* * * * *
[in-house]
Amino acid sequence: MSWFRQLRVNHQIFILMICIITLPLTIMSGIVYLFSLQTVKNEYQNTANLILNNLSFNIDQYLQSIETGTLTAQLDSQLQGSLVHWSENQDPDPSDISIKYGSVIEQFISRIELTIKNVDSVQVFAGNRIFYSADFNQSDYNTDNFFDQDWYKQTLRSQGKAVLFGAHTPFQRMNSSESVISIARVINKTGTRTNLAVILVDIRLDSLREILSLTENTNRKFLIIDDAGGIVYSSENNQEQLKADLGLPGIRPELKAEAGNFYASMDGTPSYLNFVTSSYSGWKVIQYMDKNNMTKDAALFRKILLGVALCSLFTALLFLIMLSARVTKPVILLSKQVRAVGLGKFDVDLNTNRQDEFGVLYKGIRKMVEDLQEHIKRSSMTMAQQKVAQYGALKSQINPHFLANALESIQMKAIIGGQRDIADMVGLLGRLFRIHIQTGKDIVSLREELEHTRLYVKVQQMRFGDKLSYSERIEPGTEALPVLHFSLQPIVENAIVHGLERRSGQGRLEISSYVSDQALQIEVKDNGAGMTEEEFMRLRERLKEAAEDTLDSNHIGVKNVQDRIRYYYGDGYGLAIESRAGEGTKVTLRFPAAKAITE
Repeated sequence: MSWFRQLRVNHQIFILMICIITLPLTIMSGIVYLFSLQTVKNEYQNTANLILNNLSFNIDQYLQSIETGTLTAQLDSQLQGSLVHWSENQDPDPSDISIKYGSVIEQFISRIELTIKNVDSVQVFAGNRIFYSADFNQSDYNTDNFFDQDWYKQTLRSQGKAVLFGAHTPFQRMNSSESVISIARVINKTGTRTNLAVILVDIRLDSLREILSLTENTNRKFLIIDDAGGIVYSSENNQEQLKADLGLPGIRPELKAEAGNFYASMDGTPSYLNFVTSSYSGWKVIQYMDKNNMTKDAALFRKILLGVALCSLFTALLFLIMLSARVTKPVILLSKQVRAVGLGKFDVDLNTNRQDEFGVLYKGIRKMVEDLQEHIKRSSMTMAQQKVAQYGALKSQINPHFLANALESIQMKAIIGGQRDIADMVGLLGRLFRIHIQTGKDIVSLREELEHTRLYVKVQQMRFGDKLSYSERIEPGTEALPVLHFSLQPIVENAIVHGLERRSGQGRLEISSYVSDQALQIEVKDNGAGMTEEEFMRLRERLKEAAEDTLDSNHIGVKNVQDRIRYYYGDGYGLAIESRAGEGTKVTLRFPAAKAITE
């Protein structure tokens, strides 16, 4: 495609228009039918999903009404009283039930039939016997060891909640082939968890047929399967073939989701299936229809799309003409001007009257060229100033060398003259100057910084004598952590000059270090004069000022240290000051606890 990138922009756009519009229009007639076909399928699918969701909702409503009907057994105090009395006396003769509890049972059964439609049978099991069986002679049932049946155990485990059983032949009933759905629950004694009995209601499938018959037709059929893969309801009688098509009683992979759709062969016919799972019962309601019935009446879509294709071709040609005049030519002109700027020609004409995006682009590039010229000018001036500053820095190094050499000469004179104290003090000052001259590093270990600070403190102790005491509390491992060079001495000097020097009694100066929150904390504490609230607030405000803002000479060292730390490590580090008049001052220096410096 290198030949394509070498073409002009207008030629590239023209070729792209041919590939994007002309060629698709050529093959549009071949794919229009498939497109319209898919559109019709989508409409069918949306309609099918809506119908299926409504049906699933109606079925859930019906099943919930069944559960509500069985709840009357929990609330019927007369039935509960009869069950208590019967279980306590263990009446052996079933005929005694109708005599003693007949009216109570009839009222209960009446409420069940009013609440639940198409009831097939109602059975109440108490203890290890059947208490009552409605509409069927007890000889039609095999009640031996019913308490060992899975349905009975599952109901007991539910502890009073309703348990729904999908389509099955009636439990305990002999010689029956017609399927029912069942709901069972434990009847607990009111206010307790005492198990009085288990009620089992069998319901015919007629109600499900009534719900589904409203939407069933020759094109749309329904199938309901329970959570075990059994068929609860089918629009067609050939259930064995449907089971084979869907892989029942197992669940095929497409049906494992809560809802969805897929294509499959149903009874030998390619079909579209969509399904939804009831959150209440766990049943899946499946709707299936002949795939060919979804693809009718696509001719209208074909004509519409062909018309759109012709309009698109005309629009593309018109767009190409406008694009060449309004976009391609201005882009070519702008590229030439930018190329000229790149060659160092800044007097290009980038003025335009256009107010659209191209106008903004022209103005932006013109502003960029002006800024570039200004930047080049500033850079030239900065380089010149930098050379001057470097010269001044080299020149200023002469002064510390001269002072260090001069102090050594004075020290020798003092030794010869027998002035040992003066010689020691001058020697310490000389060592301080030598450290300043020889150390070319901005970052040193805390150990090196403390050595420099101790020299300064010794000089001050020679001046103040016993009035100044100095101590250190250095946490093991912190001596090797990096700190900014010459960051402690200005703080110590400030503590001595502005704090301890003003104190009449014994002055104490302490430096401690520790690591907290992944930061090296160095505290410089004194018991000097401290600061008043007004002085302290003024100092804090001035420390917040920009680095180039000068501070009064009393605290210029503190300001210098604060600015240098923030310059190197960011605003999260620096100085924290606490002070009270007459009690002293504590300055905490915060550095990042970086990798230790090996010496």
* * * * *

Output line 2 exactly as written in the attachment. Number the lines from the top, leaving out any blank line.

Amino acid sequence: MSWFRQLRVNHQIFILMICIITLPLTIMSGIVYLFSLQTVKNEYQNTANLILNNLSFNIDQYLQSIETGTLTAQLDSQLQGSLVHWSENQDPDPSDISIKYGSVIEQFISRIELTIKNVDSVQVFAGNRIFYSADFNQSDYNTDNFFDQDWYKQTLRSQGKAVLFGAHTPFQRMNSSESVISIARVINKTGTRTNLAVILVDIRLDSLREILSLTENTNRKFLIIDDAGGIVYSSENNQEQLKADLGLPGIRPELKAEAGNFYASMDGTPSYLNFVTSSYSGWKVIQYMDKNNMTKDAALFRKILLGVALCSLFTALLFLIMLSARVTKPVILLSKQVRAVGLGKFDVDLNTNRQDEFGVLYKGIRKMVEDLQEHIKRSSMTMAQQKVAQYGALKSQINPHFLANALESIQMKAIIGGQRDIADMVGLLGRLFRIHIQTGKDIVSLREELEHTRLYVKVQQMRFGDKLSYSERIEPGTEALPVLHFSLQPIVENAIVHGLERRSGQGRLEISSYVSDQALQIEVKDNGAGMTEEEFMRLRERLKEAAEDTLDSNHIGVKNVQDRIRYYYGDGYGLAIESRAGEGTKVTLRFPAAKAITE